Late Spring

Durwoodson brought a family of nomads to the town hall yesterday. Their names are Estherford and Jalynor. They are accompanied by their daughter Arri who is 6 and their son Chadrian who is 3. Their story is horrible. They have escaped from a life of slavery and been helped to come to our province--where slavery has been outlawed for some thirty years--by friends of Durwoodson who live on the southern shore of the great lake. These people are part of a large network that brings escaped slaves northward and across the border. In particular a man named Levi and his nephew coordinate part of the network which brings people near to the border. This underground network brought this family to the provincial capital and asked Durwoodson whether they could settle in Allberger. Durwoodson said that he could not decide for the whole community, but he would bring them here and put the question to us. We immediately called everyone to the town hall for an emergency town meeting. When Estherford told his story of being sold from one plantation to another, the long hours of backbreaking work and the cruel punishments, most of us were moved to tears. The vote was unanimous to grant them immediate citizenship in Allberger and accept them into the community. We went right out and selected a site for a house for them at the new farm we are building. When we asked for their family name to record them in the list of citizens, they said that the only family name they had ever been allowed was the name of their masters. We gave them a list of the family names we were aware of and they chose “Unger” from the list. Estherford said it was because they had spent a lot of time hungry in their lives and that name would remind them of where they had come from.

Late Summer

Tavar has told us that he needs a break from his duties. Genardo Bucher-Flugel has become our pastor. He has served as apprentice to Tavar in a process the synod refers to as “reading theology.” At least that is what official forms and documents say. The reality is that Genardo’s wife Yessee is the pastor and she is the one who was actually Tavar’s apprentice, but we learned our lesson when we elected Lyndal and the synod came down on our heads. So now we tell them what they want to hear and they don’t ask. Someone referred to this as “Don’t ask; don’t tell,” which some of the citizens think isn’t completely honest. That is probably true, but we do the same thing when we hold an election. The province won’t allow women to vote, but whenever we re-elect Durwoodson to the legislature everyone votes. If we told the province they would probably disallow the results, so we just don’t bring it up. I have enough trouble whenever some official comes to visit and wants to meet the real mayor. At my age I don’t see why I should have to apologize for being the best person for the job. Yessee read all of Tavar’s theology books and has assisted him in his duties for several years now. We all respect her and she will be a good pastor to us all. But we will not commit any of this to official records.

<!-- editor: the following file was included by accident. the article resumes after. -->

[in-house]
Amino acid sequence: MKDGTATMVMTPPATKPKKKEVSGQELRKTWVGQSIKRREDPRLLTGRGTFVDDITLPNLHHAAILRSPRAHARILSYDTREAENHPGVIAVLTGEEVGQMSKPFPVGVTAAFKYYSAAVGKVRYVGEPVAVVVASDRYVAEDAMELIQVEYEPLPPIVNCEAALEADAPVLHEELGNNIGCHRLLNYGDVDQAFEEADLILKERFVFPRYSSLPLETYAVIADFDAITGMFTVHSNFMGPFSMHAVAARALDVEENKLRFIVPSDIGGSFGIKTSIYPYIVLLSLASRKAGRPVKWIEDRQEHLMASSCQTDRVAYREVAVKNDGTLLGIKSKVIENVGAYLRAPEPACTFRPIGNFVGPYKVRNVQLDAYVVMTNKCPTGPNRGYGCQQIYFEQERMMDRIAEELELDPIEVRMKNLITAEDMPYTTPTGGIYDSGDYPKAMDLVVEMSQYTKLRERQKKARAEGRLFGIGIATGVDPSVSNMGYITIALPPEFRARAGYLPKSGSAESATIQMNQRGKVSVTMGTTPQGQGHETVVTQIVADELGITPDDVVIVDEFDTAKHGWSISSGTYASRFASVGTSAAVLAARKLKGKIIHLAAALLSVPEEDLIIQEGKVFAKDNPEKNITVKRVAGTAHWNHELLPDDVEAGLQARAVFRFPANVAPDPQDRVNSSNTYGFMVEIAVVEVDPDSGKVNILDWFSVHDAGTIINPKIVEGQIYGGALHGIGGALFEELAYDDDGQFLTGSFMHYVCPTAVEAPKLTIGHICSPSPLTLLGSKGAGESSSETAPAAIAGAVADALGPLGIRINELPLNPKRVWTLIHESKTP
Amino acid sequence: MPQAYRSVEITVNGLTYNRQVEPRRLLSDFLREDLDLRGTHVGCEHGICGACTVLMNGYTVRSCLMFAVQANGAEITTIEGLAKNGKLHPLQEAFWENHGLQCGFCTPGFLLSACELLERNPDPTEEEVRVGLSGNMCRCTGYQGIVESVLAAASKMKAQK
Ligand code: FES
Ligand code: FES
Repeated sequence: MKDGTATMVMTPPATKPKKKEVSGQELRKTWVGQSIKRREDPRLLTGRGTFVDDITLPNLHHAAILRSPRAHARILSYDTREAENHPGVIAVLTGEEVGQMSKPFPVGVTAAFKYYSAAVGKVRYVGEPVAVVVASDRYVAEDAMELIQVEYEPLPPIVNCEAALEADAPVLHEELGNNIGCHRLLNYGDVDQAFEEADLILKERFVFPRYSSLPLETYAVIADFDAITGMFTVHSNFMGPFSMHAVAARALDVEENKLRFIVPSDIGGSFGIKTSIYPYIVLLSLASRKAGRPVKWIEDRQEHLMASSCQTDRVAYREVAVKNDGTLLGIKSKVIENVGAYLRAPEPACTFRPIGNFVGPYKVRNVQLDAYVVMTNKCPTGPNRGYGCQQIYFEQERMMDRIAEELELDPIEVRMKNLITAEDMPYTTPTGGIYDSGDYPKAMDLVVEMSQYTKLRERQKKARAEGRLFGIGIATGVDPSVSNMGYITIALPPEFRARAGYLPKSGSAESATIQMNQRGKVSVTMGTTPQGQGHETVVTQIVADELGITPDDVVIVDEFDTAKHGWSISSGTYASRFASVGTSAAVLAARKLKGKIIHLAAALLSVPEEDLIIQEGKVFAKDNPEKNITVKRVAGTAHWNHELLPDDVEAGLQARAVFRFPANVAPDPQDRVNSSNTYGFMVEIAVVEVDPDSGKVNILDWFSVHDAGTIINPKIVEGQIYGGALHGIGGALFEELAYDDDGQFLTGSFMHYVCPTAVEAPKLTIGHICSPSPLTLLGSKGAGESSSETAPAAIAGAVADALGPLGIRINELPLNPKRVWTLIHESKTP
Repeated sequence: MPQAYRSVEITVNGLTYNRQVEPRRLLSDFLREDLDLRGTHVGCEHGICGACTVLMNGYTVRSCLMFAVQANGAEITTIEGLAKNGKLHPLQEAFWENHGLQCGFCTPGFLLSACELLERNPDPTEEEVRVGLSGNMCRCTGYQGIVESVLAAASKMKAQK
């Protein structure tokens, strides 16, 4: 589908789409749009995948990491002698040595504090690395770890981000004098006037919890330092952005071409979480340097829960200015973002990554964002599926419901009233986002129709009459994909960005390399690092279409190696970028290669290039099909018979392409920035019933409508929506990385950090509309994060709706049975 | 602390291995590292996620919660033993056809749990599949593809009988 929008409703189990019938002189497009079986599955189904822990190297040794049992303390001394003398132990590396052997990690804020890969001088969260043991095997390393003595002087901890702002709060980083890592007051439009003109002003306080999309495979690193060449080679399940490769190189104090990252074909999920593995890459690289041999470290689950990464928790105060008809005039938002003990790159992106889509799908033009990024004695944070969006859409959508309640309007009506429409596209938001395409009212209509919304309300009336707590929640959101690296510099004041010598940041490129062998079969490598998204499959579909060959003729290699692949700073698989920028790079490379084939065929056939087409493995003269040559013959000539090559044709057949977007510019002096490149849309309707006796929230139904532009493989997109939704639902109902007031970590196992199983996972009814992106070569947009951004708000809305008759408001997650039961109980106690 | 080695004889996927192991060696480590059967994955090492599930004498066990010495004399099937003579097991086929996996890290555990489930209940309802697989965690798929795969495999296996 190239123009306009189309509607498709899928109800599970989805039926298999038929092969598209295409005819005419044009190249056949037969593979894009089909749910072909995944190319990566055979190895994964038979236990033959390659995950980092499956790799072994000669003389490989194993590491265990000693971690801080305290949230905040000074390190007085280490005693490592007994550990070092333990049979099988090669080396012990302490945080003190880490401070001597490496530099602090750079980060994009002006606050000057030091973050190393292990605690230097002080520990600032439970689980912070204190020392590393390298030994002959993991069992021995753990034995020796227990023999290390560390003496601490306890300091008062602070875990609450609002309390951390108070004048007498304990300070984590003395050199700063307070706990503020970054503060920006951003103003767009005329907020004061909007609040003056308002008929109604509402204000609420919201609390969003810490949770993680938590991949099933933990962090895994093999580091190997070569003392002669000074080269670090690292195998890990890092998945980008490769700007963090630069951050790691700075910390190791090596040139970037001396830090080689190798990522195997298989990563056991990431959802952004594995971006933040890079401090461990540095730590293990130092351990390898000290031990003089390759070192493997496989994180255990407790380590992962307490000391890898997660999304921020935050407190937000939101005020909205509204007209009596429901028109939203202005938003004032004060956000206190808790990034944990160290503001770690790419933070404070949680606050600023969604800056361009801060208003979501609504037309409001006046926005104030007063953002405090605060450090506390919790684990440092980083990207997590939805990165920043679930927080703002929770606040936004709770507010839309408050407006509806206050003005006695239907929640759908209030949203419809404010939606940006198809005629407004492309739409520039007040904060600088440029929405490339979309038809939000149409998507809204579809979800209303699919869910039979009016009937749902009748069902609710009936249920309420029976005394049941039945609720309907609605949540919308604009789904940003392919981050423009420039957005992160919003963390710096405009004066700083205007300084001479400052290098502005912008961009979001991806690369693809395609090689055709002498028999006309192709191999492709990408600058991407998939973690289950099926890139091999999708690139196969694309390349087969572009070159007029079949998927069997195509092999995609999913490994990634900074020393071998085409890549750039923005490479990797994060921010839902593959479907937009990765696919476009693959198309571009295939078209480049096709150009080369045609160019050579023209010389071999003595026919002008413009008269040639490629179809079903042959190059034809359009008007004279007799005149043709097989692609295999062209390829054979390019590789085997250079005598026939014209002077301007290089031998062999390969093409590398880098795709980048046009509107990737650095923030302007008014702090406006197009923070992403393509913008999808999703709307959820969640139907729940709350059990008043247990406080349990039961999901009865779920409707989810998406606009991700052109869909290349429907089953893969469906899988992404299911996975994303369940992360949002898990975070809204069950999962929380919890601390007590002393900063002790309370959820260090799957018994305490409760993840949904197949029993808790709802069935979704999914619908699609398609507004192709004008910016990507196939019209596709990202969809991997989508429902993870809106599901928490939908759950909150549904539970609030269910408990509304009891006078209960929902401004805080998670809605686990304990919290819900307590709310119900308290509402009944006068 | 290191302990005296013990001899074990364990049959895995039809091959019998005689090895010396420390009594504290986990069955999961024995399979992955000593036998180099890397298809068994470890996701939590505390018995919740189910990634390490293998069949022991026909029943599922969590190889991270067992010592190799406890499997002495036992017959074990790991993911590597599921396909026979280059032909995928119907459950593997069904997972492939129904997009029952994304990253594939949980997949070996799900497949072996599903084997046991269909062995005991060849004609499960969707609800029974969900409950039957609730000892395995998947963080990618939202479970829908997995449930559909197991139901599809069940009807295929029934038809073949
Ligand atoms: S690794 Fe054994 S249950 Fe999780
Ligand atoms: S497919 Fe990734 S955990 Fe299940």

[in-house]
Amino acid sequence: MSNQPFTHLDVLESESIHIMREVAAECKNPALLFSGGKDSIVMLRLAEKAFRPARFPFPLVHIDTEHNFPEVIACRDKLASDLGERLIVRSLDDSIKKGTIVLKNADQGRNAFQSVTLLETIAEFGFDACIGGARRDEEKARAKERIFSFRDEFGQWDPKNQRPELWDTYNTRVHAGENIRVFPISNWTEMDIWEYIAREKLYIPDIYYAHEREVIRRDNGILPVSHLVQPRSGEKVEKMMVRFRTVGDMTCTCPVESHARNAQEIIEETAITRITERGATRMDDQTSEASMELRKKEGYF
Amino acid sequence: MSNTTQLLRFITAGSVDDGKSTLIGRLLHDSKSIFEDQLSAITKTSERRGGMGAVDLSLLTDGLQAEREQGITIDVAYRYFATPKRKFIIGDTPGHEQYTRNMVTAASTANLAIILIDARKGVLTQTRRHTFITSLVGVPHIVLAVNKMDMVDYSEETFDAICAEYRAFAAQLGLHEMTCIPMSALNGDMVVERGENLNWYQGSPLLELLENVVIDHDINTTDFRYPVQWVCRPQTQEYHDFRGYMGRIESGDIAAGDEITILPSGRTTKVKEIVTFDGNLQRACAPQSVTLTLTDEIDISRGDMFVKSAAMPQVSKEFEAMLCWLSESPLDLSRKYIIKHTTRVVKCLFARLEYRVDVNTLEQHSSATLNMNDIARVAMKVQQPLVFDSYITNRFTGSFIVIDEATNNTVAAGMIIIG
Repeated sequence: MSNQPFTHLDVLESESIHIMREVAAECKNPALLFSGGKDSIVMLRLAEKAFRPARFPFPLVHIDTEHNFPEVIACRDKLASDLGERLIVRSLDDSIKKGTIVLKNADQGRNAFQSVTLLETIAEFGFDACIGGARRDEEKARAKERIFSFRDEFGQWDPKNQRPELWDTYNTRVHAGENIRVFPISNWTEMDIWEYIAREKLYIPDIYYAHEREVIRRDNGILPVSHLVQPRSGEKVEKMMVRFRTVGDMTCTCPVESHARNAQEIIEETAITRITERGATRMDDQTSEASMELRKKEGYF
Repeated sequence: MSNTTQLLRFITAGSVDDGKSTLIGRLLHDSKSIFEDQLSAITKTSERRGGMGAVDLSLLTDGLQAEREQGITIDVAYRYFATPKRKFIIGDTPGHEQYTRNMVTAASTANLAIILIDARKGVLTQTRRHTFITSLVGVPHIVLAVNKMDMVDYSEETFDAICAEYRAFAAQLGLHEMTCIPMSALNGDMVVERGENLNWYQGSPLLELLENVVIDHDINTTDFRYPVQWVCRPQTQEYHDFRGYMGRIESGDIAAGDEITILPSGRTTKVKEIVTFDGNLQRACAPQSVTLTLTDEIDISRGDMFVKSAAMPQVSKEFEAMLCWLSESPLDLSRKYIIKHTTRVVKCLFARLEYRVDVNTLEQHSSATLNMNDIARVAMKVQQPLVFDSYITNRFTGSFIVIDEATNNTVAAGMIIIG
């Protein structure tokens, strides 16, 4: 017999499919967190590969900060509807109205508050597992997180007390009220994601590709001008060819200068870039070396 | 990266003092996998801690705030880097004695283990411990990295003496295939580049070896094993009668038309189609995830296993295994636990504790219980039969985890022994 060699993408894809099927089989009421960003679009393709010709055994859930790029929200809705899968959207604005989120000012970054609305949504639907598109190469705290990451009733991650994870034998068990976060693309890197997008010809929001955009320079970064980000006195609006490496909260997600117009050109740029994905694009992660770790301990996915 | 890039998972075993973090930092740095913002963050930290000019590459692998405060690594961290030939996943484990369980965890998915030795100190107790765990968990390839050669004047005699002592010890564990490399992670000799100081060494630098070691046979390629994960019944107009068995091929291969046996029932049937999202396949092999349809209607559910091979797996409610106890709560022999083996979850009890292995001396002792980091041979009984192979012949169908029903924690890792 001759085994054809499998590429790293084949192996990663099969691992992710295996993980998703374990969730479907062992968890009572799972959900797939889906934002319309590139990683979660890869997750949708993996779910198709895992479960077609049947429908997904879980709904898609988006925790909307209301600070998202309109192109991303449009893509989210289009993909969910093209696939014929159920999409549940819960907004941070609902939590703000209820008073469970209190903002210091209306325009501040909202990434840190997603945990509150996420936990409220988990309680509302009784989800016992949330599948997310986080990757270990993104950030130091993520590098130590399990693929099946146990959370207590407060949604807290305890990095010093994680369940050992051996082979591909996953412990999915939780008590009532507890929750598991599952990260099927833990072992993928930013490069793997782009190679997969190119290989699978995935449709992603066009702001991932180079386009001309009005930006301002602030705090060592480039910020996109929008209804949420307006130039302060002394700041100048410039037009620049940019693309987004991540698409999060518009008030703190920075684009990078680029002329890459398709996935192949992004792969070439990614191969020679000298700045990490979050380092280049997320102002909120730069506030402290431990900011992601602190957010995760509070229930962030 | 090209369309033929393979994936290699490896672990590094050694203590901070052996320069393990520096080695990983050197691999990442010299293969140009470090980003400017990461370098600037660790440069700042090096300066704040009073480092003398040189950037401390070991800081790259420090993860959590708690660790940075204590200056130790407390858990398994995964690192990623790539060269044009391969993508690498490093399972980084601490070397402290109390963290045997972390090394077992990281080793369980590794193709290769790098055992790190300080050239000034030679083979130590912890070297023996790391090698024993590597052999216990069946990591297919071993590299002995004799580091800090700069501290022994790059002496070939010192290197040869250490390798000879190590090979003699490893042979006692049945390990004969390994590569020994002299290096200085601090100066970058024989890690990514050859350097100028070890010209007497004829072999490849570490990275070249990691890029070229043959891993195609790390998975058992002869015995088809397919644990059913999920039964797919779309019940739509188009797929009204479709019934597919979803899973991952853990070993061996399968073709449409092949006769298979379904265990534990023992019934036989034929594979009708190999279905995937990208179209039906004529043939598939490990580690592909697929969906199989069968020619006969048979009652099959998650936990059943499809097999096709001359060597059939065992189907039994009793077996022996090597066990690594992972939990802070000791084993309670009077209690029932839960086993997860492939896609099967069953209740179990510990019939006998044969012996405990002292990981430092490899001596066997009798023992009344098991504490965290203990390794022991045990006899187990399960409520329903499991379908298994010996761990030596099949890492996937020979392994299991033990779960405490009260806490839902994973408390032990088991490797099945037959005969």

Early Autumn

A livestock merchant has landed at the trading post and we traded firewood for sheep. Now we can establish a herd and add mutton to our diet alongside venison. It will be a new experience as venison is the only meat I have eaten my entire life. I’m told that mutton is not quite so flavourful, but we shall see. More importantly we can sheer the sheep every year for wool. That will allow us to make our leather coats with wool linings, which will be much warmer in Winter. It will make the walk to the town hall considerably more pleasant.


Estherford and Jalynor have added a baby son to their family. Little Hezekiel was born late last night and both mother and child are healthy. Jalynor said to me that she was so happy that he had been born free and no one can ever treat him like a slave. The experiences of their lives have deeply scarred this family but they have already become valued members of the community. They have taught us some of the songs of their people, songs that have a haunting combination of deep sadness and great hope. They have tell us that many of these songs contain coded messages to tell the slaves when people are available to help them escape and how to find their way North. The songs are quite different from the hymns of the Old World which our parents brought with them and which we sing in church on Sundays. I have suggested to Yessee that it would be good to incorporate some of Estherford’s and Jalynor’s songs into the service. It might liven us up a bit. She agrees.